Older Deteriorated Wood Dock and Utilities
Ask anyone who has built a new dock facility how the process from start to finish was and you will likely hear a range of responses from “It was quite a challenge” to “I’ll never do that again.” While building a new structure on land can have its challenges (wetlands, poor soils, limited access, and transportation connections to name a few), imagine a structure that has all those same issues but also is subject to waves, currents, corrosion, and ship impacts, and requires barge-mounted equipment to construct. Imagine this same structure is being built in waters that belong to all citizens, is in Tribal Usual and Accustomed Fishing Grounds, is in an area designated for major cleanup and preservation, and has endangered species such as salmon and Orca’s swimming by and Marbled Murrelets feeding nearby and you can begin to imagine the challenges facing new dock construction today.
As industries and shipping companies have consolidated and clients with mixed-use needs have embraced the waterfront, fewer new dock facilities are being built. Combine this factor with the relatively high cost of building structures in the water and the current economic slowdown, and the result is that many dock owners are examining how they can best preserve and protect their valuable existing dock facilities. Owners are looking to maximize a dock’s design life to provide extended years of service rather than building a whole new structure. This is true whether the dock is a large commercial pier or a small float providing moorage for recreational vessels.
The key to extending the use of a dock facility is maximizing the design life through routine inspections and maintenance. A properly maintained structure will provide safe operational service for many years. An improperly maintained structure can experience extensive damage if subject to overloading—particularly during storm events, ship collisions, or other major occurrences. Timber and flotation members that have even minor deterioration will be subject to increased deterioration rates from marine borers and even from otters creating nests in the deteriorated foam.
The first step of a good dock maintenance program is to establish a regular series of inspections of the facility. Regular inspections help identify the rate of deterioration of elements of the structure. Clear identification and numbering of various dock elements is important in comparing the inspection results year to year in order to determine the rate of deterioration of individual members. A detailed map of the structure identifying each pile, pile cap, stringer and decking configurations, float units, utility systems, and other appurtenances is important. This map and numbering system can provide a critical baseline for comparing the condition of each element as time passes.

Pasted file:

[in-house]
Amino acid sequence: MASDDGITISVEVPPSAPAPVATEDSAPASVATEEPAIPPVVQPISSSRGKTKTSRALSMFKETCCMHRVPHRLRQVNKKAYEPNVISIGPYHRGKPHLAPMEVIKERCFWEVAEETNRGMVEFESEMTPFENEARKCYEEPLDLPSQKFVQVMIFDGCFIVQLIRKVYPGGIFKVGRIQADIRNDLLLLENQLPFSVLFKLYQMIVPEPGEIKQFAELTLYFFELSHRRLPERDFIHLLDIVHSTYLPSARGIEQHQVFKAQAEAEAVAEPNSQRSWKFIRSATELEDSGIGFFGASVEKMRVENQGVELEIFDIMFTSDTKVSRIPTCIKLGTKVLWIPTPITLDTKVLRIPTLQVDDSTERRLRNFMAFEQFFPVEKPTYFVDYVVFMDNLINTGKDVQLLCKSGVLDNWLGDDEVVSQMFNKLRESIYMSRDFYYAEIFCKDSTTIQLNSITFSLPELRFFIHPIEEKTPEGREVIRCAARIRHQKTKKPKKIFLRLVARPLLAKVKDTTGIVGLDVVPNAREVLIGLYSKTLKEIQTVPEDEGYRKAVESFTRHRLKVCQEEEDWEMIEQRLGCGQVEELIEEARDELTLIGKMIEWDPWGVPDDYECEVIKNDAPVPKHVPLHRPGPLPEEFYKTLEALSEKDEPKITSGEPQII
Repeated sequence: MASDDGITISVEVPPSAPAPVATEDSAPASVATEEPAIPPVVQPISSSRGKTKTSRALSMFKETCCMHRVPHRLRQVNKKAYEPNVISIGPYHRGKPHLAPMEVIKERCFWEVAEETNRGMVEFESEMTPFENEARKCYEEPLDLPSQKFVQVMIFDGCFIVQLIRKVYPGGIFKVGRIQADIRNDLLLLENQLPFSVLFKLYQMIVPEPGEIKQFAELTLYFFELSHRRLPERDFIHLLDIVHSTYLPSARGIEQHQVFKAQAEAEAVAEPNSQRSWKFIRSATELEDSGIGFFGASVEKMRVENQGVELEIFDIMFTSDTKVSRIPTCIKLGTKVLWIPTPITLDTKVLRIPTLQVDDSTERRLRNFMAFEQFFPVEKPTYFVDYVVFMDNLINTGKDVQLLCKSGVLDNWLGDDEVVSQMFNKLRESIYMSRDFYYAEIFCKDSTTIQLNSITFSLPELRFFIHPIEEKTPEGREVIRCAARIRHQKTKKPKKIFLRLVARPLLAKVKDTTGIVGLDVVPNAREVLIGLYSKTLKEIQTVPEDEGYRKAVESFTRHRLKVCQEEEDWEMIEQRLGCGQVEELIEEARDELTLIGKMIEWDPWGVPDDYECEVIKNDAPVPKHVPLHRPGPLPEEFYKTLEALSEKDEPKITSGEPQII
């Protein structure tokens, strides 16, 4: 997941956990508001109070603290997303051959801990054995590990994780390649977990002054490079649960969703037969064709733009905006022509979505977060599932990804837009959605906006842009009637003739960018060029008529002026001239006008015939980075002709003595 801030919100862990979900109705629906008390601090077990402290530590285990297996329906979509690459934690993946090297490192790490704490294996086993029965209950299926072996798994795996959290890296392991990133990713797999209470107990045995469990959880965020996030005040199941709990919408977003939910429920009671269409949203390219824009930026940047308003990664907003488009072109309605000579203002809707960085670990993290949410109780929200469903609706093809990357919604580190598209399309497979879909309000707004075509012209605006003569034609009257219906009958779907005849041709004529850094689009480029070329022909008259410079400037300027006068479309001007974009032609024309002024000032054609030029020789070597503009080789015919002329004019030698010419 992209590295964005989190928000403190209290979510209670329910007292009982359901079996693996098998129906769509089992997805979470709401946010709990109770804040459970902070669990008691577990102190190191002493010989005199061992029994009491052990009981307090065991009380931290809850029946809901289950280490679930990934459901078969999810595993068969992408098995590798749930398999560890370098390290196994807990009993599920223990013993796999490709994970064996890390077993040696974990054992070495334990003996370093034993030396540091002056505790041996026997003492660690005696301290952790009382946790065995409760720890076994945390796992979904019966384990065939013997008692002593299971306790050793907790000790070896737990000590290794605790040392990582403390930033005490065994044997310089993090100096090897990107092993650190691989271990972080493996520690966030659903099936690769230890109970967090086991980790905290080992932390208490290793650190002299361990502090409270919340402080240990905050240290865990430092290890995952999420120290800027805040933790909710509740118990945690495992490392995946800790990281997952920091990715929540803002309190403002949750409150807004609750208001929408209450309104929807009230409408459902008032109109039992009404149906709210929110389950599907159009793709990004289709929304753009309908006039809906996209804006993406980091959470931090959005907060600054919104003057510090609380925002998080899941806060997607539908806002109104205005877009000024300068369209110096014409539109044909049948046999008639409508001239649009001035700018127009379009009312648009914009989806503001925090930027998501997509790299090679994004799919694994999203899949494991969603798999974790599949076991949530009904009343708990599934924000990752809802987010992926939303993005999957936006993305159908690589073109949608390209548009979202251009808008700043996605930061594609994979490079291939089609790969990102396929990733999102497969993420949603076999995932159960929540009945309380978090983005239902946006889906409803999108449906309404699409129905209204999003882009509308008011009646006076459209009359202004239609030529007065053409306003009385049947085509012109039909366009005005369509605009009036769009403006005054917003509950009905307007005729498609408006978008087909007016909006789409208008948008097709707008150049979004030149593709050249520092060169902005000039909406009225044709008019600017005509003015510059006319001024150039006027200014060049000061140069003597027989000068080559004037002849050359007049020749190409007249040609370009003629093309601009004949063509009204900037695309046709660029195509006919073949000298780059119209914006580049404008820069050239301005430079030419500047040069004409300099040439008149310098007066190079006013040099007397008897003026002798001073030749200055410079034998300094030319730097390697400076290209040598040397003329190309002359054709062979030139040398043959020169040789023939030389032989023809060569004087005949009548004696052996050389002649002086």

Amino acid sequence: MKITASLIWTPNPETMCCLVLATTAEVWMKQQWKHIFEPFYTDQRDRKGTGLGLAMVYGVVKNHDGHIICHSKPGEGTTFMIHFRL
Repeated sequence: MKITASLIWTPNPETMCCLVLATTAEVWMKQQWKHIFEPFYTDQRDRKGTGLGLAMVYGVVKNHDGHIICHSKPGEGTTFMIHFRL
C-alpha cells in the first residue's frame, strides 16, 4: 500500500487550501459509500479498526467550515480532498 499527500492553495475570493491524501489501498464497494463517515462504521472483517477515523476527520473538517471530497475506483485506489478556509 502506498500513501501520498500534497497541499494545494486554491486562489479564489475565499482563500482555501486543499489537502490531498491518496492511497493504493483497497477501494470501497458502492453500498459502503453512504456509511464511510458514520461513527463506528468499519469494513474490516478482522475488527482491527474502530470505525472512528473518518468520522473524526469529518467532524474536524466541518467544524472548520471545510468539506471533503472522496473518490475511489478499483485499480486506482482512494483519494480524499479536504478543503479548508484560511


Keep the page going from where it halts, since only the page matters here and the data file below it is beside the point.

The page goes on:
Without routine inspections and maintenance, a dock facility could experience accelerated deterioration and become unsafe. Deteriorated protective coatings may result in increase corrosion of steel piling and anchor systems. Missing piling may result in larger spans creating stresses and damage to other structural members. Routine maintenance and inspection will go a long way in preserving the operations and safety of a facility.
Major inspections should also be done at regular intervals and should include all structural components, utility systems, and appurtenances, as well as an underwater inspection. The American Society of Civil Engineers (ASCE) recommends conducting major inspections every five years. Maintaining a clean facility will assist in inspections since the members will be more readily visible without growth, moss, and debris potentially hiding damaged utilities and structural members. In addition to conducting major inspections, annual inspections of dock structures should also be done. These annual inspections should include a visual walkthrough of all systems.
Because of the costs, permitting requirements, and lack of available waterfront properties, construction of new dock facilities is limited. This makes existing docks an extremely valuable asset. Due to the high cost of replacement, the difficulty in permitting new structures, and the current economy, many owners are focusing on preserving and extending the life of their dock facilities.
Preserving the life of a dock takes regular and detailed inspections, addressing and replacing elements as they deteriorate, and upgrading utilities and appurtenances such as ladders and services to meet operational and updated code demands. By investing regularly in dock maintenance, an owner can continue to provide services and utilize the dock for many years.